Friday, November 20, 2009

Things That Happen to Us That We Do Not Ask For

NOTE: None of the disasters mentioned below happened recently, or to anyone I love, but did happen to people I know.

You can be living a righteous life and then - bam - everything changes utterly for the worse.

You can be kind and reverent, and then all the ugliness of some one's dark nightmare can come to rest at your doorstep.

You can be minding your p's and q's, your own business, and the store and then an intrusion of unimaginable dimensions intrudes.

You can be standing on the bridge over the Mississippi bottomlands in the hours before midnight on New Year's Eve, your wife and children in the car behind you, the headlights shining, having gotten out of the car to be a Good Samaritan to the car that just pulled off the road, in distress, and then you can find yourself pitched off the bridge when a car rams your car, the one with your wife and kids in it, and that is the last thing you know, because you are off the bridge, falling to your death. If you had survived, you would know that your family is as fine as they could be seeing you pushed over the guardrail by the front of the car, illuminated by the headlights, that they would all be traumatized and desperately sad, but that they would survive, and in time, thrive.

You can be driving you brand new van, towing a trailer full of your worldly goods, while you wife and baby daughter wait for you at home, and a car whose driving is fleeing police can hit your van and send you cartwheeling and jack-knifing down the highway, slamming into traffic, into concrete medians, into metal guardrails, into unconsciousness, thinking oh no I cannot die, I have a wife and baby daughter.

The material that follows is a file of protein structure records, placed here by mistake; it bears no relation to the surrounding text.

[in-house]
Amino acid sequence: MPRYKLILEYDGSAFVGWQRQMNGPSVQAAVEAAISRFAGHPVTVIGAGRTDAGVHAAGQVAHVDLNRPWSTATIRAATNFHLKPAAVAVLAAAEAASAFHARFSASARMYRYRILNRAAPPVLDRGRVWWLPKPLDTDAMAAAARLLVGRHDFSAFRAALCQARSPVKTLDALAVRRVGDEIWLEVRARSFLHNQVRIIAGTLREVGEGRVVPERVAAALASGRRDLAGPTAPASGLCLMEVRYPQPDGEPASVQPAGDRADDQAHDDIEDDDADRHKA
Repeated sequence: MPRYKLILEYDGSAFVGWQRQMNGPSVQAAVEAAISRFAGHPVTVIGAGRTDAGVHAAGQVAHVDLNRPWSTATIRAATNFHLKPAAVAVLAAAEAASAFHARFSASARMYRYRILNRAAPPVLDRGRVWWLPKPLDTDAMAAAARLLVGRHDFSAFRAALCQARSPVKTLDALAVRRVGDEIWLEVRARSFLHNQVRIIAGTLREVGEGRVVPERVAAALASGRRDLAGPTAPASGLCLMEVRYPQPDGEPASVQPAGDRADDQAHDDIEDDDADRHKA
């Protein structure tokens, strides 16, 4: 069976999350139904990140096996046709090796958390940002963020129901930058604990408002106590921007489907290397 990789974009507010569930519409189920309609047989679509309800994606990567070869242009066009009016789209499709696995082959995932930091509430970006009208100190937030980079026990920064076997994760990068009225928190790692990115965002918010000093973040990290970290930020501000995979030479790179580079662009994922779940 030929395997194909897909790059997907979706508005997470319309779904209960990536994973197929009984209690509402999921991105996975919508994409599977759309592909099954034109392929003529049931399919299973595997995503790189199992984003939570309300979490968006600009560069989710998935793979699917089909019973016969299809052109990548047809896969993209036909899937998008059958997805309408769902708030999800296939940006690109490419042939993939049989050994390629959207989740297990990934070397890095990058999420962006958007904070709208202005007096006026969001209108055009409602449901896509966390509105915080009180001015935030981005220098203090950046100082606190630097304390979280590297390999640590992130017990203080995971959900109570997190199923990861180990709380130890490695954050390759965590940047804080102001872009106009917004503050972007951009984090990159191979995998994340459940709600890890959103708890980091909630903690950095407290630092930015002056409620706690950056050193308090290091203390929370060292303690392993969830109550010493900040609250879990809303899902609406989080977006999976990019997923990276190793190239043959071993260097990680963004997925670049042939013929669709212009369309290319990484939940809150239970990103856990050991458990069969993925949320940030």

You can be doing everything, everything exactly right, living as your god, exactly as your god, wants you to live, and then life happens.

Why does it matter what we do? My father once said to me that if you don't believe in heaven and hell, then none of it [life] makes any sense. I have come to believe that what he meant was not that being a good person only made sense if there was a heavenly reward, but that he dearly longs to see his mother again, who died (he was a perfectly ordinary and perfectly good child of 3) from a simple infection following a 1931 brain surgery.

It matters what we do, because of love. Because of that love that takes us by surprise, that washes over us and swells our hearts. That love that wets our eyes when we watch our beloved walking toward us in a perfectly ordinary way, but the breeze catches her hair a little bit, a puff of air, the breath of some god perhaps, reminding us we are dust, she is dust, all we see is dust. So fragile, so vulnerable, so majestic and fine, this world, this eternity constructed of dust.

Because of the love that fills our chests when we see the country's flag illuminated in the night, when we see a mass of diverse humanity gathered in Mecca to pray together in the name of love, when we see an individual fishing food from a dumpster, when we touch the soft, nickle-plated surface of the doorknob that our grandfather touched, he who died before we were born.

It matters what we do because of the love that comes on us from somewhere else, unbidden. Perhaps we cannot know why people suffer, people who are good and kind, because there is no reason, or because our existence is too short for us to see a big enough picture. But what I do know is that when I act out of love I feel clarity, entrainment, serenity.

Love. Devotion. Surrender. Act out of love. Do it devotedly. Surrender to the consequences.


twinsetellen said...

Ah. My eyes are wet.

MarkN said...

Wow, my friend. Essentially the book of Job, which reminds me to keep the faith no matter what, because life will not necessarily make sense. Love and good thoughts to you always...